Wells: 2023 poses obstacles, opportunities for NoCo real estate market
Predicting how the real estate market will perform in any 12-month period is always a challenge; recent years certainly reinforce that understanding. But, by combining local market experience with a grasp of prevailing trends, we can construct an educated outline for what will influence Northern Colorado real estate in 2023. Here are four topics to consider:
1. Strong employment hints at healthy market in the future
Employment is a reliable tool for forecasting the strength of our regional markets. Job growth typically predicts housing demand about 12-18 months later — and conditions at the end of 2022 suggest that employment across the region remains healthy.
In Larimer County, employment has rebounded from the pandemic-caused downturn and even surpassed pre-pandemic levels. The county’s employment rolls have increased by 3.7%, or an additional 7,5111 people employed, since February 2020. In fact, Larimer County has exceeded the state’s employment growth of 3.1% during that same time period. Unemployment in the county registered at just 2.4% at the end of 2022 compared to 2.8% in February of 2020. Weld County ended the year 596 jobs shy of the pre-pandemic employment totals of February 2020. At 3%, Weld County’s jobless rate is slightly higher than Larimer County; but both counties appear to be adding jobs and rebounding from the pandemic slump. There are no signs on the employment side that suggest trouble in the housing market for the coming 12 months.
2. Slowing inflation could lead to stronger demand
As the fight against inflation continues in early 2023, expect Northern Colorado’s housing market to go along for the ride.
We are at an important pivot point in the Federal Reserve’s inflation fight. Over the second half of 2022, signs started pointing to a downward trend in inflation; the CPI (Consumer Price Index) reached a high point of 9.1% in June, then declined to 7.1% in November and 6.5% in December. As the Federal Reserve continues to increase short-term rates, it appears this approach has gained some traction and is easing inflationary pressures. Expect inflation to follow a slow but continuing downward path in 2023. Housing activity in the first half of 2023 will be slower year-over-year. But as consumer confidence strengthens around housing, the third and fourth quarters should witness improved conditions.
3. Expect further shortages in housing supply.
As the market shifted in the back half of 2022, many predicted the inventory of homes for sale would grow substantially. While supply has increased relative to 2021, the market is still tight. Compared to December 2019, there were 47.8% fewer homes for sale in Larimer County in December 2022: just 695 compared to 1,333 in 2019. At the same time, Weld County’s inventory in December 2022 was down 24% from December 2019, or 799 compared to 1,052.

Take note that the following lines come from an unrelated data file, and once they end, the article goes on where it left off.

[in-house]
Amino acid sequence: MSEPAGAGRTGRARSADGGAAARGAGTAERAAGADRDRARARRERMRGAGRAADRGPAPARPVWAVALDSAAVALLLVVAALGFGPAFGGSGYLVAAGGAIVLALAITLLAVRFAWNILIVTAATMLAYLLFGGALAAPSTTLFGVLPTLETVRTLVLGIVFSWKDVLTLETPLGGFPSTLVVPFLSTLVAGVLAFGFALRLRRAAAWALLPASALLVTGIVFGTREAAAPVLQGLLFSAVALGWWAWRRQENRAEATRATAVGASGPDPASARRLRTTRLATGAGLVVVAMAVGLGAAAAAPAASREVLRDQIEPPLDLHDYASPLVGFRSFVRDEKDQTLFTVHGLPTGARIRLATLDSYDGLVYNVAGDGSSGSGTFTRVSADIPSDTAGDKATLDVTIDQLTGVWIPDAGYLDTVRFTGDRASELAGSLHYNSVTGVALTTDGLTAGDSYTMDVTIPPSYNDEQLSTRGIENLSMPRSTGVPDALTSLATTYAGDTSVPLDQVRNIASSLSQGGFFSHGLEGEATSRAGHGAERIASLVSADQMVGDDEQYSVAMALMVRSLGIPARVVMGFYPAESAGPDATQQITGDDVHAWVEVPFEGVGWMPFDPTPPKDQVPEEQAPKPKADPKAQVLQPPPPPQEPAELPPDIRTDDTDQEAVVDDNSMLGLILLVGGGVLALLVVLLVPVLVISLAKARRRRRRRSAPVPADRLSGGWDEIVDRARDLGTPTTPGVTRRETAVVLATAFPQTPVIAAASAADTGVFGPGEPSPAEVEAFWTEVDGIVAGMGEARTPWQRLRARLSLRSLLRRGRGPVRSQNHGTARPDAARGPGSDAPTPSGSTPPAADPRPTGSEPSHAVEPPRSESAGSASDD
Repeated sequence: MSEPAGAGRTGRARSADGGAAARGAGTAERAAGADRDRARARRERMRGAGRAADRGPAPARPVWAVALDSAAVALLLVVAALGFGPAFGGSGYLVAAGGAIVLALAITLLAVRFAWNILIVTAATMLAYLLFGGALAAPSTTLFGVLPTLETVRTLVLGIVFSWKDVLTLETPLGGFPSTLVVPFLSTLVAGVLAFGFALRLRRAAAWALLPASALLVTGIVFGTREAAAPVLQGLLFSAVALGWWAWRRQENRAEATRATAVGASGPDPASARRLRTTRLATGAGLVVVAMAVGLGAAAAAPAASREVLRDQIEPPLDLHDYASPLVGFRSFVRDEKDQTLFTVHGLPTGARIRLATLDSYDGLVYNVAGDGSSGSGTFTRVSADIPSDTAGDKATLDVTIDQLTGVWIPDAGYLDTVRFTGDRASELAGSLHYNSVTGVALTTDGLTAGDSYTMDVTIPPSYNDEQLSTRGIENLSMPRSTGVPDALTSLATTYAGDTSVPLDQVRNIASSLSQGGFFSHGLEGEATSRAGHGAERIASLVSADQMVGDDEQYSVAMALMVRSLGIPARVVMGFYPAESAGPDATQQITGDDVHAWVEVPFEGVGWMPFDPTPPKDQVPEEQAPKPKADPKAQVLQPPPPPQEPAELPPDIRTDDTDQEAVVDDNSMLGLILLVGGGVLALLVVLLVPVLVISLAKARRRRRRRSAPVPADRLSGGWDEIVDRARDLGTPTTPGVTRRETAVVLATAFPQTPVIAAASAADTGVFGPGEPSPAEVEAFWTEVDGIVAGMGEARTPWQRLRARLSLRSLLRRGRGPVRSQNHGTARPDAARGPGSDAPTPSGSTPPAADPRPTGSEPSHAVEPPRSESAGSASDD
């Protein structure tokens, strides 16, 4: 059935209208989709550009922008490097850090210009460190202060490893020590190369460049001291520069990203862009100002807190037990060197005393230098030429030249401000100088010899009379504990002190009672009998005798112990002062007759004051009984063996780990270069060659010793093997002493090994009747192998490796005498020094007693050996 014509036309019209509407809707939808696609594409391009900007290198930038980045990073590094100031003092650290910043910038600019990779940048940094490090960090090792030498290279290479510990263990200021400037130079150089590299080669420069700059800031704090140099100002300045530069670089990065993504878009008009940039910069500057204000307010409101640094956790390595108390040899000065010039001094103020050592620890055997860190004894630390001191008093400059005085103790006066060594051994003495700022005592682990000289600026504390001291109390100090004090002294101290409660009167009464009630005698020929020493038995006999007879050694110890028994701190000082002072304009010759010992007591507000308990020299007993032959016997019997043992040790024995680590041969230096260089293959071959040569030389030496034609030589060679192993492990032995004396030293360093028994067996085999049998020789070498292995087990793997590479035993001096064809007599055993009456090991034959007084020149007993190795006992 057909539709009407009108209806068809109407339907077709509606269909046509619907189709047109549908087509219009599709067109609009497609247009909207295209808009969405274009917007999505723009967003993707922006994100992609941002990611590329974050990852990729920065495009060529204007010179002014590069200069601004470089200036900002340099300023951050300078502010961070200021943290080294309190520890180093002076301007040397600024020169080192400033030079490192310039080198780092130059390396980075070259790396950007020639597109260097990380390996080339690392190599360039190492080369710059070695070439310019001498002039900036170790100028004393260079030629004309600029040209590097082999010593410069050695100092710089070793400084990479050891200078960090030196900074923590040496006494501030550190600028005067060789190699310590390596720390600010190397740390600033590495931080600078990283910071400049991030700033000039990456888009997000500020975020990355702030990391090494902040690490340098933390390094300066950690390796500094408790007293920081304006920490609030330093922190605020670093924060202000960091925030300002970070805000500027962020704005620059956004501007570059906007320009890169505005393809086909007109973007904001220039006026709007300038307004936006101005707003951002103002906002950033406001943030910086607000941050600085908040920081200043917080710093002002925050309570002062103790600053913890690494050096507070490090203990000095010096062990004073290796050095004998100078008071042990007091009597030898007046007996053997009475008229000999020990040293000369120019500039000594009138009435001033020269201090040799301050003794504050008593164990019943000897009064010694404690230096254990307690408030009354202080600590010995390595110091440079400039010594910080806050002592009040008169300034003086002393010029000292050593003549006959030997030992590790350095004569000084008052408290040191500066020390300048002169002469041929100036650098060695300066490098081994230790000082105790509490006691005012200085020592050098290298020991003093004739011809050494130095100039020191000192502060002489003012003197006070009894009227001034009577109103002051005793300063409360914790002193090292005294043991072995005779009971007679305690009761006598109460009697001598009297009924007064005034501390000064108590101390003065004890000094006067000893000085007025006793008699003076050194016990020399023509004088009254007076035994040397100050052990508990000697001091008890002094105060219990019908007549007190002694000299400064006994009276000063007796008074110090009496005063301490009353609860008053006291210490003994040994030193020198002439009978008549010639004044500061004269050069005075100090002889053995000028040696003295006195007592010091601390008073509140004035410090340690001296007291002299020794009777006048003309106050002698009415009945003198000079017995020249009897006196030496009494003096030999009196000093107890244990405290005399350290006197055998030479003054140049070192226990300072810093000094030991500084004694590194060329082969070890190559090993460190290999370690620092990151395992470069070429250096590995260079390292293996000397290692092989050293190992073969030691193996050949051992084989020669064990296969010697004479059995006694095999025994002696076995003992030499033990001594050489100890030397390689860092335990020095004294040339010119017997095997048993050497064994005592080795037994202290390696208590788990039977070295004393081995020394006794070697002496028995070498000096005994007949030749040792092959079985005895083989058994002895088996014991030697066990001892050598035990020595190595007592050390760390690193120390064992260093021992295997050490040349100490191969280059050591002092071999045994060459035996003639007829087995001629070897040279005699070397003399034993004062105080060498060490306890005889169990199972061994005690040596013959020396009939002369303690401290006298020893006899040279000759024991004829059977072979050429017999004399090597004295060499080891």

Another factor in the supply side is builder confidence, which has declined throughout 2022 due to higher interest rates, unpredictable supply chains, and a shortage of skilled labor. The National Association of Home Builders forecasted a 25% to 30% decrease in nationwide housing starts in 2023, from about 1 million annual starts last year to about 700,000 starts this year. Expect these challenges listed above to persist in 2023, leading to reduced sales numbers while also keeping prices stable for our region. To start 2023, builder confidence has improved in January, a first in more than 12 months in a survey of the National Home Builders Association.
4. Mortgage rates may relax as year unfolds
Perhaps the most significant real estate story in 2022 will continue to dominate headlines this year.
Rising mortgage rates slowed demand and reduced affordability for many prospective buyers last year. But since average mortgage rates topped 7% for 30-year fixed-rate loans in late 2022, we have seen rates gradually decline into the range of 6.25% to 6.5%. Most leading economists are forecasting rates to level off later in 2023, dipping into the range of 5.5% to 6%. However, gone are the days of record-low interest rates.
The new reality of mortgage rates will continue to impede sales activity; many existing homeowners aren’t willing to trade from the rates on their current loans — some under 3%. Nevertheless, as rates stabilize and the psychology of buyers and sellers adjust to the reality of today’s markets — which are still historically low — we will see housing demand rally in the back half of 2023.
Brandon Wells is president of The Group Inc. Real Estate, founded in Fort Collins in 1976 with six locations in Northern Colorado. He can be reached at email@example.com or 970-430-6463.